The problems of waste management are different for the developing world. Because the economies of developing countries are usually not as robust as the economies of countries such as the United States, people in these poorer countries tend to buy fewer products with less packaging, and they produce less waste than Americans or residents of other industrialized nations. On the
other hand, unlike developed nations, poorer countries in the developing world often have not developed adequate waste management policies or systems, trash collection services, or government institutions to properly manage their wastes. As the Web site Fabric of Nature explains:
Most developing countries don't have any organized means of controlling solid waste. Garbage is rarely even collected on a regular basis. Regulations vary from country to country and from town to town, and often a small bribe from an apprehended illegal trash dumper will trump enforcement of official regulations, anyway. Laws are often lax—burning of garbage and open dumping allowed. Frequently, a lack of funds prevents municipalities in such countries from ever being able to even create a proper waste management system, in the first place.
Then, the lack of status and poor salaries associated with the profession discourages qualified employees, so personnel rarely has the ability or the training to manage an effective system, even when one exists.37
The result in many cases is that garbage in developing countries tends to pile up in waterways and on land, creating serious health and environmental hazards. This problem of waste management is especially acute in countries with rapidly growing urban areas. As World Health Organization researcher Hisashi Ogawa notes, "The management of solid waste is becoming a major public health and environmental concern in urban areas of many developing countries."38
A Developing Country's Trash
"One of the surest signs that you're in a developing country is the trash beneath your feet."—Bryan Walsh, Time magazine's energy and climate writer.
Bryan Walsh, "Trash Problems in Paradise," Time, January 2, 2008. www.time.com/ time/world/article/0,8599,1701095,00.html.
One of the worst examples is the city of Manila, capital of the Philippines. There, residents generate 8,000 tons (7,982 metric tons) of garbage each day, but for years the government did not collect the garbage or educate the public about recycling or other waste reduction options. As a result, the city's garbage simply piled up at numerous dumps, which attracted flies, rats, and other vermin. The dumps also encouraged poor people to scavenge amongst the trash to earn a meager living. Some people even lived on the dumps in shanties amid fetid garbage, methane fumes, and various toxins. In 2000 one of the biggest dumps— a huge trash mountain called Payatas—collapsed after typhoon rains, destroying one of the shantytowns and killing 219 people. After the tragedy, the government cleaned up the site, but a new dump was opened next door that continues to provide the only source of income for many poor residents.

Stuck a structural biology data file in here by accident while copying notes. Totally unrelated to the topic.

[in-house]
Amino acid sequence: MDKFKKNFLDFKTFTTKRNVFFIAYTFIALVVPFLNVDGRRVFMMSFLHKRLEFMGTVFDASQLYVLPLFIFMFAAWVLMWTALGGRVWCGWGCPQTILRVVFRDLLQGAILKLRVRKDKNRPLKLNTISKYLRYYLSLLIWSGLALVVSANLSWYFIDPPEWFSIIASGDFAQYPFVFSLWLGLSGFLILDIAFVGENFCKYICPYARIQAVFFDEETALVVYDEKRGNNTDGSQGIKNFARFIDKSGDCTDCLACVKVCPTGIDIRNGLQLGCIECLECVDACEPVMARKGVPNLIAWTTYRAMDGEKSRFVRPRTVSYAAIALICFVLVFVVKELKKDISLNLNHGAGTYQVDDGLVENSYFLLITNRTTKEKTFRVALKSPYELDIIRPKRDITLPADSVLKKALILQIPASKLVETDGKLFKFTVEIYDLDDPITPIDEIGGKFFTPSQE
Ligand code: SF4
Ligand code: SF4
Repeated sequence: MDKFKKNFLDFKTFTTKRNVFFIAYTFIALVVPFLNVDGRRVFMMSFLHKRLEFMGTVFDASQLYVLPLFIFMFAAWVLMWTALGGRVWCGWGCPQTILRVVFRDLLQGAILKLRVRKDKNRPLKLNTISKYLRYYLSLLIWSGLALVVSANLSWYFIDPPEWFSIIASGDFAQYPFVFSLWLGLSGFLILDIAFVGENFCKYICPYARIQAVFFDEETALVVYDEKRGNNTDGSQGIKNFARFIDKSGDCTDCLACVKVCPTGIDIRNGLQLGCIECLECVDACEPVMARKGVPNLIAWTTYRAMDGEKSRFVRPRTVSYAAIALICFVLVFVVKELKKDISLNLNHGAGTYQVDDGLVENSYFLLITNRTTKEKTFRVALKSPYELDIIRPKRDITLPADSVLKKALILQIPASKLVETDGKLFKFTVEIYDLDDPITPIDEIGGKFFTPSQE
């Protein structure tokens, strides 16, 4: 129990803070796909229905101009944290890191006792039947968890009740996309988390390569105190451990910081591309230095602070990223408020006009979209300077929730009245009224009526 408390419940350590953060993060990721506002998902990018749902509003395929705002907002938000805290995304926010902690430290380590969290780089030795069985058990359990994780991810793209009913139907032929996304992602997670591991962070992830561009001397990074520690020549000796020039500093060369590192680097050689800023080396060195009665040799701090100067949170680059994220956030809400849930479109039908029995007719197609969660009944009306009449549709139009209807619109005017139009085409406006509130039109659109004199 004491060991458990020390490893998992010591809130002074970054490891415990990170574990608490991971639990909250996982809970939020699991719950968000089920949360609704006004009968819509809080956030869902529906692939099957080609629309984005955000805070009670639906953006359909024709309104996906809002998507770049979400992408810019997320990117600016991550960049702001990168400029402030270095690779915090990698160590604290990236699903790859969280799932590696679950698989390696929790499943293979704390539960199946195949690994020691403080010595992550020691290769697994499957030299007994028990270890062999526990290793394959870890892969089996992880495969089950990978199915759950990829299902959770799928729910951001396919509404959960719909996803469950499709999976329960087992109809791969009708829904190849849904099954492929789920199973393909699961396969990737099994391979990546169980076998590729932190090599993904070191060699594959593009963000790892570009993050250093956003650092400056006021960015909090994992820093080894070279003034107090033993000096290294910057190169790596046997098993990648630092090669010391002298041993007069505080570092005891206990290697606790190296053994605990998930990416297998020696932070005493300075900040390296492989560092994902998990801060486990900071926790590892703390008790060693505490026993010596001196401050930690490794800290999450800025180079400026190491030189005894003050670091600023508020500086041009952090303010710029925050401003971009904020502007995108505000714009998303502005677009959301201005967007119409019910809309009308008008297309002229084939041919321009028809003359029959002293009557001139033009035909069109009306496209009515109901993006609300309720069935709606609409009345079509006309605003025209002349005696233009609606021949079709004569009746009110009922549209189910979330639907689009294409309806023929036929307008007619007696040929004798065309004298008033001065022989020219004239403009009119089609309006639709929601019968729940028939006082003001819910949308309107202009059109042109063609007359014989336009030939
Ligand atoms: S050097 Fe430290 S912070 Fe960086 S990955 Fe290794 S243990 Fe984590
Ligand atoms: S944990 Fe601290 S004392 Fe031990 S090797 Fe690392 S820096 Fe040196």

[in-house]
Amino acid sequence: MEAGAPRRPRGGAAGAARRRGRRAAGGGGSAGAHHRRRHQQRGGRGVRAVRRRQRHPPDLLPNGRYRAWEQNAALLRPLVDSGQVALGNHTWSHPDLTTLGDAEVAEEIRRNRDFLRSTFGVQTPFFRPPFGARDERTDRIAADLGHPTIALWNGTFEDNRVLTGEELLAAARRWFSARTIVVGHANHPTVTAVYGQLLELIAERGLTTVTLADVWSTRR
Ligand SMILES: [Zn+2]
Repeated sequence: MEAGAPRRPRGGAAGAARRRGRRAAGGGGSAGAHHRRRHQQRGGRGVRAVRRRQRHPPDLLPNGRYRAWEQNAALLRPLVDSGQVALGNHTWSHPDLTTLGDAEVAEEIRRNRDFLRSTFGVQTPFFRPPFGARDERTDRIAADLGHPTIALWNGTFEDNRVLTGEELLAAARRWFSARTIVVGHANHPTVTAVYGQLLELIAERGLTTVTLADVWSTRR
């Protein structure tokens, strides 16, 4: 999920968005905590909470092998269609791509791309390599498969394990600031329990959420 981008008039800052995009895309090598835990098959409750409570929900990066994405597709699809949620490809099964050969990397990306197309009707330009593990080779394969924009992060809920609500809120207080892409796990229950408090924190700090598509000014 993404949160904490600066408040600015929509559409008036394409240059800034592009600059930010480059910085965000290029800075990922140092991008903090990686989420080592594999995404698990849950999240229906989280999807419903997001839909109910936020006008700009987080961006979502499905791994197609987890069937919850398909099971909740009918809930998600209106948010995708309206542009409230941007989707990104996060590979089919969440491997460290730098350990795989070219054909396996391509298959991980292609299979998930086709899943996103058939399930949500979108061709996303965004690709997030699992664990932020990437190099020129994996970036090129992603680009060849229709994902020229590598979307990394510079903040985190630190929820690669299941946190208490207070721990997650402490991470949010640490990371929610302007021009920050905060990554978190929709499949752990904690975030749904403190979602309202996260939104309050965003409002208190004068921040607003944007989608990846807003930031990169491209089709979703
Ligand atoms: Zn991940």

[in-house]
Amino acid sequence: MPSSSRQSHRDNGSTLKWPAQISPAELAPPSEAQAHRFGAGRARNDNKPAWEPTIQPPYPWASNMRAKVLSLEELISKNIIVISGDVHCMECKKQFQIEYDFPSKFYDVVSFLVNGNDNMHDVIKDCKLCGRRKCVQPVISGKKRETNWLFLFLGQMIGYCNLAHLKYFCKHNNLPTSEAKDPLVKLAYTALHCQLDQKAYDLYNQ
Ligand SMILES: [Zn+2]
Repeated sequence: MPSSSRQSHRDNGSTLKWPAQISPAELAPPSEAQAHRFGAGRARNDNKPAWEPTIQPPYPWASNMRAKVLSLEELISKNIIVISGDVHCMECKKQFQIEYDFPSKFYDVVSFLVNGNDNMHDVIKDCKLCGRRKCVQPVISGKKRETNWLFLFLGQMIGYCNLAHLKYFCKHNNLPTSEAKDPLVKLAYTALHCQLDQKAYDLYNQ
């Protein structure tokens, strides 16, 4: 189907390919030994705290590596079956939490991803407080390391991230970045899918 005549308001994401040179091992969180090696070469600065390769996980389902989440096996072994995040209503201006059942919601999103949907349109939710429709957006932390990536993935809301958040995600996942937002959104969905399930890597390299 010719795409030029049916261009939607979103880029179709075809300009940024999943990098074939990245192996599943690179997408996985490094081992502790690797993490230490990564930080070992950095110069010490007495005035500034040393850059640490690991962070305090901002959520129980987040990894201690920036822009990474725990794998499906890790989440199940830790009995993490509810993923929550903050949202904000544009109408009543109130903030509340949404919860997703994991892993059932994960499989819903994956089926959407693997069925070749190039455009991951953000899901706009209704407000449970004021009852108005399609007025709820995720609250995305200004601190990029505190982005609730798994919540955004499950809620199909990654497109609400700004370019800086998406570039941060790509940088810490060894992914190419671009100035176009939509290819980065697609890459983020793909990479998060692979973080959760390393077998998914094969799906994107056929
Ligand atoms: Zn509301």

As poorer nations industrialize and become wealthier and more consumer oriented, garbage problems usually worsen. China, which has become an economic powerhouse in just the last decade, is the best example of this phenomenon. According to a 2005 World Bank report: "China recently surpassed the United States as the world's largest municipal solid waste (MSW) generator. In 2004 the urban areas of China generated about 190,000,000 tonnes of MSW and by 2030 this amount is projected to be at least 480,000,000 tonnes. No country has ever experienced as large, or as rapid, an increase in waste generation."39 Managing this rapid increase in garbage presents all kinds of major health, social, and environmental problems. Perhaps the worst impact in China is environmental deterioration so bad that Chinese people are regularly sickened by toxic pollutants entering the air, soil, and water. The World Bank has estimated that almost half a million Chinese people die prematurely each year from breathing in the polluted air and drinking the dirty water. Yet government efforts to address this pollution face enormous obstacles, as millions of Chinese demand their slice of the growing economic pie. As journalist David Stanway explains, "With hundreds of millions of urban residents enjoying the fruits of consumerism, the government is struggling to bring a sense of the environmental costs of breakneck economic growth. It has tried to rein in industrial polluters by cutting off credit, suspending licenses and jailing repeat offenders, but officials bemoan the failure of ordinary people to be green."40 Some Chinese leaders have even speculated that the environmental destruction may eventually halt China's economic progress.
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